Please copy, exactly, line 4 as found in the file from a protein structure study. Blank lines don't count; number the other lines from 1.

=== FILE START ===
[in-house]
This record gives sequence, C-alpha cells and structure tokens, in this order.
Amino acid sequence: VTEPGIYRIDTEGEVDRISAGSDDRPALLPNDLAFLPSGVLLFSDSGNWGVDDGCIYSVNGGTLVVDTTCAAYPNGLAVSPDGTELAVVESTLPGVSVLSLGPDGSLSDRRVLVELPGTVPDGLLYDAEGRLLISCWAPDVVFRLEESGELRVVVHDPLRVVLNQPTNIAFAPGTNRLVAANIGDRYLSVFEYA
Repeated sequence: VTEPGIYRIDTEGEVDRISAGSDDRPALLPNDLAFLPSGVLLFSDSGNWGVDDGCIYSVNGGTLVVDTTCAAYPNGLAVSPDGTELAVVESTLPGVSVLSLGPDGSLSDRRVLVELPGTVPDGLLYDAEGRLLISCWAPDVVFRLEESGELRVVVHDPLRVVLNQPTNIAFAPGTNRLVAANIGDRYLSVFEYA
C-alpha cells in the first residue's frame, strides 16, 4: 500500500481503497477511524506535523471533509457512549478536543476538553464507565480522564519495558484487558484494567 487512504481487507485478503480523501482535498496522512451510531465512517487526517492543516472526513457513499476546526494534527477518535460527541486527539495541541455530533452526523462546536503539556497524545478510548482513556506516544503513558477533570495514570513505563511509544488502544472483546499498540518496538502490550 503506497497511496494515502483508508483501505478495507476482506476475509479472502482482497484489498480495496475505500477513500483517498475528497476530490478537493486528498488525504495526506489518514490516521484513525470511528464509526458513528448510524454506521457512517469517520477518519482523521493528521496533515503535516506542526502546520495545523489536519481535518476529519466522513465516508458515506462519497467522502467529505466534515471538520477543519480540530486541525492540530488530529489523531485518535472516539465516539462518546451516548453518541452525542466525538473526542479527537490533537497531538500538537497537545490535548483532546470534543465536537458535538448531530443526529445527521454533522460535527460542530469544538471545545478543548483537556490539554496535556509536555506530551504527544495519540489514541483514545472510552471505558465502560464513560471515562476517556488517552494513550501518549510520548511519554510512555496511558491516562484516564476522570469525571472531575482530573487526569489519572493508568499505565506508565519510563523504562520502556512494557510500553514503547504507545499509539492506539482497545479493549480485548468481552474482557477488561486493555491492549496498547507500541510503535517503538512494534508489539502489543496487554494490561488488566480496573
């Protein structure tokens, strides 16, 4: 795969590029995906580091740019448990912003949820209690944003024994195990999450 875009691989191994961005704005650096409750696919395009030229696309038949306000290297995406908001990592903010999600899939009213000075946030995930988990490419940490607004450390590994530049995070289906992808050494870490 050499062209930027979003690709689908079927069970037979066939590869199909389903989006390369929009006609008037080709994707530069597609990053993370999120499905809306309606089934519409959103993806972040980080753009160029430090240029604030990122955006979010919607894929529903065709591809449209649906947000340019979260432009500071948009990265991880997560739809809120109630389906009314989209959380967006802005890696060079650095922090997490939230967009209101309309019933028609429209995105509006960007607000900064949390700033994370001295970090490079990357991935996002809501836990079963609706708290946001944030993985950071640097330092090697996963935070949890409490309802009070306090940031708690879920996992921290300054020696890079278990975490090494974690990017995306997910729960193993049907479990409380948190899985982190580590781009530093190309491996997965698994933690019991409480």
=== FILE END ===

Repeated sequence: VTEPGIYRIDTEGEVDRISAGSDDRPALLPNDLAFLPSGVLLFSDSGNWGVDDGCIYSVNGGTLVVDTTCAAYPNGLAVSPDGTELAVVESTLPGVSVLSLGPDGSLSDRRVLVELPGTVPDGLLYDAEGRLLISCWAPDVVFRLEESGELRVVVHDPLRVVLNQPTNIAFAPGTNRLVAANIGDRYLSVFEYA